Instead, the top pairing duties have fallen to Dan Girardi and Michael Del Zotto.  Girardi is gaining some traction as one of the league’s top two-way defenders, taking on the toughest competition on the Rangers d-corps.  He does get outshot, but given the heavy minutes played it’s understandable.  Del Zotto continues to blossom into an effective offensive defender, putting up points at a nice rate.  Unfortunately this year he’s been a liability at 5v5 despite playing pretty easy minutes.  Not great for someone being relied on to play big minutes.

Ryan McDonagh is perhaps the best young defender on the team, putting up points whilst playing little on the powerplay (very impressive) and playing heavy PK minutes.  At 5v5 he plays tough minutes and dominates the competition.  Anton Stralman has struggled offensively this year, despite playing easy minutes, but has been pretty dominant in terms of shot differential, so it’s probably more a matter of bad luck than bad play.

Steve Eminger is the veteran presence on the defence, but isn’t particularly effective.  He gets dominated by easy competition, and doesn’t play heavy minutes.  He’d be better suited to the 7th defenceman role.  John Moore, also acquired in the Gaborik trade, has been quietly effective in depth minutes, dominating easy competition.  It would be nice to see him put up some points, but as it is he could probably handle tougher minutes and not being a liability.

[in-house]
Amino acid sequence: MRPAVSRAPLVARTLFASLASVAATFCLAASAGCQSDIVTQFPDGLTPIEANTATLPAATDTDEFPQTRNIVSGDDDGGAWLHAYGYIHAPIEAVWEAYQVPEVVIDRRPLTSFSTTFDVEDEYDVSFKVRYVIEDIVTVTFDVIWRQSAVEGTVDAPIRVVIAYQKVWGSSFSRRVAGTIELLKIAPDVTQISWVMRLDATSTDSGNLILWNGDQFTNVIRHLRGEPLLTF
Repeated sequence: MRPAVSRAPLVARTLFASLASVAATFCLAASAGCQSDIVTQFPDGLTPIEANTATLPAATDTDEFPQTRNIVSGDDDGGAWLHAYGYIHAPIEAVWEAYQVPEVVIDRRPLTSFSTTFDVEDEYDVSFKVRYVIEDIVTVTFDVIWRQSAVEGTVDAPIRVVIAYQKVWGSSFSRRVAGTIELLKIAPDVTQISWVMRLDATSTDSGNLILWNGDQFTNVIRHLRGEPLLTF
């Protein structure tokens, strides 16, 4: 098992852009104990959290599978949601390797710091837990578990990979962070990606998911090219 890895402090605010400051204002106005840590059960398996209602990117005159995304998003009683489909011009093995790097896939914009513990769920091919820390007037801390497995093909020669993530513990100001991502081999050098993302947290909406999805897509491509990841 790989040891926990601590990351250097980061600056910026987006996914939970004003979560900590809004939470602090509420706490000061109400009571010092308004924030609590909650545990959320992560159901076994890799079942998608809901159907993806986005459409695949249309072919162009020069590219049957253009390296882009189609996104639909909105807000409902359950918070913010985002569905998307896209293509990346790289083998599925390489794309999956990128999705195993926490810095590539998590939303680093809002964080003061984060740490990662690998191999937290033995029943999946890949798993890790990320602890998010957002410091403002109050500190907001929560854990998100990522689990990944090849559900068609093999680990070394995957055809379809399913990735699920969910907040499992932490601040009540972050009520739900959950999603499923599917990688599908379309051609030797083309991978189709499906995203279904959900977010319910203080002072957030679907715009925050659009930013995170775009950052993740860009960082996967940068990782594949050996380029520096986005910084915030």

Henrik Lundvqist makes a sprawling save against the Bruins.  Image courtesy of usatoday.com.

Henrik Lundvqist makes a sprawling save against the Bruins. Image courtesy of usatoday.com.

In goal, Henrik Lundqvist, who ran away with the Vezina Trophy last year after several years of coming close, is the unquestionable starter.  He had a poor start to the year, but along with the rest of the team picked it up towards the end to put in above average stats of 24 wins in 43 games, 2 shutouts, a .926 SV% and a 2.05 GAA.  “King Henrik” is as vital to the team’s success as anyone.  Backing him up is Martin Biron, a longtime NHLer who is a highly capable goalie, himself having seen much time as a starting goalie in the league.  He doesn’t get much action behind someone of Lundqvist’s quality, but when he does step in is usually equal to the task.


Rick Nash dances around the opposition. Image courtesy of newsday.com.

Rick Nash dances around the opposition. Image courtesy of newsday.com.

I’m going to go with Nash here.  He has only 4 career playoff games, having played most of his career with the lowly Blue Jackets, but he’ll get a real chance to shine here with the Rangers.  I don’t consider him to be a franchise player, more a top quality complimentary player, but I have a feeling Nash is going perform really well this postseason.  He’s been getting better all year, and will likely relish this opportunity.


Given how they started the year as one of the favourites for the Cup, but then struggled to even make the playoffs, it’s difficult to decide how the team will do this year.  I could see them getting into the second round, but they’ll really have to catch fire to make it past some of the stronger teams in the East.